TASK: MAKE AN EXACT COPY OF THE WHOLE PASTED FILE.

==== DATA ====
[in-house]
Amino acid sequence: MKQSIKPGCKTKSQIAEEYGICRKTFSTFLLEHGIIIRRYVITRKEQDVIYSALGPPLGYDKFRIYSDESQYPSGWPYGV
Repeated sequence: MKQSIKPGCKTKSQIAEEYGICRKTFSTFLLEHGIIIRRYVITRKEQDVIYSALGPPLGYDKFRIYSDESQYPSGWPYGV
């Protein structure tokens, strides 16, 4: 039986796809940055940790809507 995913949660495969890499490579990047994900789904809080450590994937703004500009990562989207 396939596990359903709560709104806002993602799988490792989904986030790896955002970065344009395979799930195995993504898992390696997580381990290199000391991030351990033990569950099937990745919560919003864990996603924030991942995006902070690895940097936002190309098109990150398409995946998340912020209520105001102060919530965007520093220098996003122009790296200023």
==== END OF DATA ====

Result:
[in-house]
Amino acid sequence: MKQSIKPGCKTKSQIAEEYGICRKTFSTFLLEHGIIIRRYVITRKEQDVIYSALGPPLGYDKFRIYSDESQYPSGWPYGV
Repeated sequence: MKQSIKPGCKTKSQIAEEYGICRKTFSTFLLEHGIIIRRYVITRKEQDVIYSALGPPLGYDKFRIYSDESQYPSGWPYGV
């Protein structure tokens, strides 16, 4: 039986796809940055940790809507 995913949660495969890499490579990047994900789904809080450590994937703004500009990562989207 396939596990359903709560709104806002993602799988490792989904986030790896955002970065344009395979799930195995993504898992390696997580381990290199000391991030351990033990569950099937990745919560919003864990996603924030991942995006902070690895940097936002190309098109990150398409995946998340912020209520105001102060919530965007520093220098996003122009790296200023």